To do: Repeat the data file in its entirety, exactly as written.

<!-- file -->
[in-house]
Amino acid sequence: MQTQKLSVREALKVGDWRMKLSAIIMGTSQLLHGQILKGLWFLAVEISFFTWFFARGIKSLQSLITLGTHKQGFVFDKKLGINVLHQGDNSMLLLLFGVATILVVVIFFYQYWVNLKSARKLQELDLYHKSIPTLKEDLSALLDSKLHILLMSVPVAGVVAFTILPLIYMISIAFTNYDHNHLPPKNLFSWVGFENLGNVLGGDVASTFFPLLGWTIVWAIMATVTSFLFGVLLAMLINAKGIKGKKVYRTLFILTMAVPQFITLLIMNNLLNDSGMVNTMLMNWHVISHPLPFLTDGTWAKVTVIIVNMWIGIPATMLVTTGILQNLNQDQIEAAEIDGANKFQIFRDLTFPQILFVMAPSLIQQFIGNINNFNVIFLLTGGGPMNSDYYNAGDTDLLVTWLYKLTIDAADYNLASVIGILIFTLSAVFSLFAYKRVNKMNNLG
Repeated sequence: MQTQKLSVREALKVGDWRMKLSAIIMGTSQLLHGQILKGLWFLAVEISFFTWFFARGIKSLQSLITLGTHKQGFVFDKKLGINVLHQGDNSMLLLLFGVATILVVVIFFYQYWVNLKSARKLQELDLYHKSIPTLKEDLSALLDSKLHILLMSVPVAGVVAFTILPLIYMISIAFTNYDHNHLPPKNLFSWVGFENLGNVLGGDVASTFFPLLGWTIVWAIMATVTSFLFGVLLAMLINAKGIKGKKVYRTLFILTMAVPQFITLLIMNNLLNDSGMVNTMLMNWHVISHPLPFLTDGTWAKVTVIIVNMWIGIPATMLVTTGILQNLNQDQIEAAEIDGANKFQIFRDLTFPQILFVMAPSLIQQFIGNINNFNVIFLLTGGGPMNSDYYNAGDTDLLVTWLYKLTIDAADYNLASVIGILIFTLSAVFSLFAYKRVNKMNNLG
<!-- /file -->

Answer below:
[in-house]
Amino acid sequence: MQTQKLSVREALKVGDWRMKLSAIIMGTSQLLHGQILKGLWFLAVEISFFTWFFARGIKSLQSLITLGTHKQGFVFDKKLGINVLHQGDNSMLLLLFGVATILVVVIFFYQYWVNLKSARKLQELDLYHKSIPTLKEDLSALLDSKLHILLMSVPVAGVVAFTILPLIYMISIAFTNYDHNHLPPKNLFSWVGFENLGNVLGGDVASTFFPLLGWTIVWAIMATVTSFLFGVLLAMLINAKGIKGKKVYRTLFILTMAVPQFITLLIMNNLLNDSGMVNTMLMNWHVISHPLPFLTDGTWAKVTVIIVNMWIGIPATMLVTTGILQNLNQDQIEAAEIDGANKFQIFRDLTFPQILFVMAPSLIQQFIGNINNFNVIFLLTGGGPMNSDYYNAGDTDLLVTWLYKLTIDAADYNLASVIGILIFTLSAVFSLFAYKRVNKMNNLG
Repeated sequence: MQTQKLSVREALKVGDWRMKLSAIIMGTSQLLHGQILKGLWFLAVEISFFTWFFARGIKSLQSLITLGTHKQGFVFDKKLGINVLHQGDNSMLLLLFGVATILVVVIFFYQYWVNLKSARKLQELDLYHKSIPTLKEDLSALLDSKLHILLMSVPVAGVVAFTILPLIYMISIAFTNYDHNHLPPKNLFSWVGFENLGNVLGGDVASTFFPLLGWTIVWAIMATVTSFLFGVLLAMLINAKGIKGKKVYRTLFILTMAVPQFITLLIMNNLLNDSGMVNTMLMNWHVISHPLPFLTDGTWAKVTVIIVNMWIGIPATMLVTTGILQNLNQDQIEAAEIDGANKFQIFRDLTFPQILFVMAPSLIQQFIGNINNFNVIFLLTGGGPMNSDYYNAGDTDLLVTWLYKLTIDAADYNLASVIGILIFTLSAVFSLFAYKRVNKMNNLG